19. 19. Description: It is interesting to know that Miyazaki took 16 years to develop the story and characters of this film. The has truly has a deep outlook towards life suggesting that life is not so easy as they show in most films. The visuals of this film were directly taken from his own Manga that he created in 1983, titled The Journey of Shauna. It was during the making of this Manga when Miyazaki had an idea to make Princess Mononoke. He gave himself a lot of time while developing the characters, the imagery and the most vital element, the story. If one sees the film, he will discover the fantastic and complex character development in the film which suggested that no one was actually good or bad. Miyazaki displayed a really unusual cliché in this film that one does not get to see in modern films i.e. changing loyalties. Though Mononoke is a fantasy film, Miyazaki still sticked to realism in this film. This film was also the first Ghibli anime to use computer graphics. The film has been dubbed in numerous languages. Miramax dubbed the film in English. And Disney took the rights for it’s U.S. distribution. This is the time when Mononoke received acclaim from international audience. The film appears frequently on the Best Animated films of all time lists. Critics claimed it to be a visually stunning and a thought-provoking milestone in cinematic world. Even in this film the most common themes like feminism and environmentalism are prominent. Though, fans were surprised to discover that Miyazaki never used his favorite aviation theme in the film. In addition to that, Miyazaki also used violence in greater detail to make the film more realistic like in the war sequences men’s arms get amputated. It was chosen as the Japanese submission for the Academy Award for Best Foreign Language Film for that year. Trivia Mononoke means angry or vengeful spirit. Hime is the Japanese honorific word that means princess, which, in the rules of Japanese grammar, is placed after a person's name instead of before, as is the custom in many Western languages. When the film's title was translated into English, it was decided that Mononoke would be left as a name rather than translated literally. This was also to be Miyazaki’s last film but he was inspired yet again to make another anime that achieved much grander success and earned Miyazaki an Academy Award in 2001.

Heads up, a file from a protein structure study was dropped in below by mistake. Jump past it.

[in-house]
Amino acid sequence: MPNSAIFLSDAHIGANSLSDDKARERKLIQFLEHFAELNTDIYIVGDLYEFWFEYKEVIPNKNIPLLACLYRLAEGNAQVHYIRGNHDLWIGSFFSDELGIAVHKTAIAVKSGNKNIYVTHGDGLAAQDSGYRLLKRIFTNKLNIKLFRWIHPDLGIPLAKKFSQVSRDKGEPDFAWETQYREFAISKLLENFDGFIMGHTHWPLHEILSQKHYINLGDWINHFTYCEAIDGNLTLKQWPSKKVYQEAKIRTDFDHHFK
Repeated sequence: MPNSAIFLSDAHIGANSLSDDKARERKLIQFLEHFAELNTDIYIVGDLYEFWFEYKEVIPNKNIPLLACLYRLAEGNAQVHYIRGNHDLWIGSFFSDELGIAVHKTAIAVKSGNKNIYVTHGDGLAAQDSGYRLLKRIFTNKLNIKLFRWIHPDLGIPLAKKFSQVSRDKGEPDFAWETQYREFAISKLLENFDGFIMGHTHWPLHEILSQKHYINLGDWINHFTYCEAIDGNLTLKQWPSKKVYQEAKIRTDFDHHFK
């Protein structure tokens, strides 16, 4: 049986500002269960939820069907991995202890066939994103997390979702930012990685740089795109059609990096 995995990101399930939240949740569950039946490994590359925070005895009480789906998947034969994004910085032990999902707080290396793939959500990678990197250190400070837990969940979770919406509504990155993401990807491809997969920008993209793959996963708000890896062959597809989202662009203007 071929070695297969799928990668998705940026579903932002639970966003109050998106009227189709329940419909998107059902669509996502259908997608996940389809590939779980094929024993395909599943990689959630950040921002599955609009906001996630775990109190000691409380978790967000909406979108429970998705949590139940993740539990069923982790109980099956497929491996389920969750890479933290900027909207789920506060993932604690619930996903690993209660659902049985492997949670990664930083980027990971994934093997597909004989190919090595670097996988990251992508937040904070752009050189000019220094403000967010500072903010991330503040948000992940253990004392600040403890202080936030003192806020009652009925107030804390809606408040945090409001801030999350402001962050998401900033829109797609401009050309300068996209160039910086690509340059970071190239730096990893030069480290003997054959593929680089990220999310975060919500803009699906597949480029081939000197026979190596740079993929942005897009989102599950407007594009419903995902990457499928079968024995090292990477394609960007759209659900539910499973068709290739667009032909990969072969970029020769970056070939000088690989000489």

20. 20. Spirited Away (Sen to Chihiro no Kamikakushi) (2001) Introduction: In his retirement, Miyazaki was spending some time with his friends when one of his friend’s daughter caught his attention and inspired him to create another masterpeice, Spirited Away. In the 75th Academy Awards, the film won the best Animated Film of the year. Critics claim this to be his second best achievement at film-making, probably the greatest 2D animation ever made. Synopsis: The film tells the story of Chihiro Ogino, a sullen ten- year-old girl who, while moving to a new neighbourhood, becomes trapped in an alternate reality that is inhabited by spirits and monsters. After her parents are transformed into pigs by the witch Yubaba, Chihiro takes a job working in Yubaba's bathhouse to find a way to free herself and her parents and escape back to the human world. Haku, Yubaba’s so-called apprentice, helps Chihiro until at last he realises that he had met her before and had known her his whole life… Description: Every summer, Hayao Miyazaki spent his vacation at a mountain cabin with his family and five girls who were friends of the family. The idea for Spirited Away came about when he desired to make a film for these friends. Miyazaki had previously directed films like My Neighbour Totoro and Kiki's Delivery Service, which were for small children and teenagers, but he had not created a film for ten-year-old girls. For inspiration, he read shōjo Manga magazines like Nakayoshi and Ribon the girls had left at the cabin, but felt they only offered subjects on "crushes" and romance. When looking at his young friends, Miyazaki felt this was not what they "held dear in their hearts." Instead, he decided to make the film about a girl heroine whom they could look up to. He said, ―I created a heroine who is an ordinary girl, someone with whom the audience can sympathize. It's not a story in which the characters grow up, but a story in which they draw on something already inside them, brought out by the particular circumstances. I want my young friends to live like that, and I think they, too, have such a wish.‖ Production of the film commenced in 2000 on a 1.9 billion Yen (US$19 million) budget. As with Princess Mononoke, Miyazaki and his staff had experimented with the process of computer animation. Equipping themselves with more computers and programs